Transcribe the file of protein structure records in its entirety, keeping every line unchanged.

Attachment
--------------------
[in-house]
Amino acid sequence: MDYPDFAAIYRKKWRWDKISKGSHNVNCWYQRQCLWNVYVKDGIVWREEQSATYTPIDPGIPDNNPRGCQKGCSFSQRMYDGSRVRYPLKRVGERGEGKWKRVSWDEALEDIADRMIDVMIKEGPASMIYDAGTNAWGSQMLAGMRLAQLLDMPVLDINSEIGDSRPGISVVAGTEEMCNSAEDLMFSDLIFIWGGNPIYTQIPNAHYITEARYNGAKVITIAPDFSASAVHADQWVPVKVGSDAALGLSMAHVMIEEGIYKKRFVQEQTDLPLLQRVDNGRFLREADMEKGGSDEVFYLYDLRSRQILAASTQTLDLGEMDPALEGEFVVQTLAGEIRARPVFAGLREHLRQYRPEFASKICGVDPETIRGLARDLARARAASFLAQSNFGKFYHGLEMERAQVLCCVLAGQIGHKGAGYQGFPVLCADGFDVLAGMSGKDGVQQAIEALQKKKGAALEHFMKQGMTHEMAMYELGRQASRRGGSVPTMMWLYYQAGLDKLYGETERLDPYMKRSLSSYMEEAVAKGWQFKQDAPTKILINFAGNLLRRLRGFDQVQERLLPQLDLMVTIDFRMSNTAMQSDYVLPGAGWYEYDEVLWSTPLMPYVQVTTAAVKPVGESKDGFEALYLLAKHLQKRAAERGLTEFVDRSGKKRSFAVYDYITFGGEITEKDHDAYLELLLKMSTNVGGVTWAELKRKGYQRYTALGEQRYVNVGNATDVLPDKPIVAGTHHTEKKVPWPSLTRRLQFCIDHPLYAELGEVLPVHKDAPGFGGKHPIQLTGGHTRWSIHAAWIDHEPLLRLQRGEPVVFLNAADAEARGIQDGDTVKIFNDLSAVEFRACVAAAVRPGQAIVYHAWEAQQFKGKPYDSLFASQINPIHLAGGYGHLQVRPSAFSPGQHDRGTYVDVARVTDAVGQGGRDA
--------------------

[in-house]
Amino acid sequence: MDYPDFAAIYRKKWRWDKISKGSHNVNCWYQRQCLWNVYVKDGIVWREEQSATYTPIDPGIPDNNPRGCQKGCSFSQRMYDGSRVRYPLKRVGERGEGKWKRVSWDEALEDIADRMIDVMIKEGPASMIYDAGTNAWGSQMLAGMRLAQLLDMPVLDINSEIGDSRPGISVVAGTEEMCNSAEDLMFSDLIFIWGGNPIYTQIPNAHYITEARYNGAKVITIAPDFSASAVHADQWVPVKVGSDAALGLSMAHVMIEEGIYKKRFVQEQTDLPLLQRVDNGRFLREADMEKGGSDEVFYLYDLRSRQILAASTQTLDLGEMDPALEGEFVVQTLAGEIRARPVFAGLREHLRQYRPEFASKICGVDPETIRGLARDLARARAASFLAQSNFGKFYHGLEMERAQVLCCVLAGQIGHKGAGYQGFPVLCADGFDVLAGMSGKDGVQQAIEALQKKKGAALEHFMKQGMTHEMAMYELGRQASRRGGSVPTMMWLYYQAGLDKLYGETERLDPYMKRSLSSYMEEAVAKGWQFKQDAPTKILINFAGNLLRRLRGFDQVQERLLPQLDLMVTIDFRMSNTAMQSDYVLPGAGWYEYDEVLWSTPLMPYVQVTTAAVKPVGESKDGFEALYLLAKHLQKRAAERGLTEFVDRSGKKRSFAVYDYITFGGEITEKDHDAYLELLLKMSTNVGGVTWAELKRKGYQRYTALGEQRYVNVGNATDVLPDKPIVAGTHHTEKKVPWPSLTRRLQFCIDHPLYAELGEVLPVHKDAPGFGGKHPIQLTGGHTRWSIHAAWIDHEPLLRLQRGEPVVFLNAADAEARGIQDGDTVKIFNDLSAVEFRACVAAAVRPGQAIVYHAWEAQQFKGKPYDSLFASQINPIHLAGGYGHLQVRPSAFSPGQHDRGTYVDVARVTDAVGQGGRDA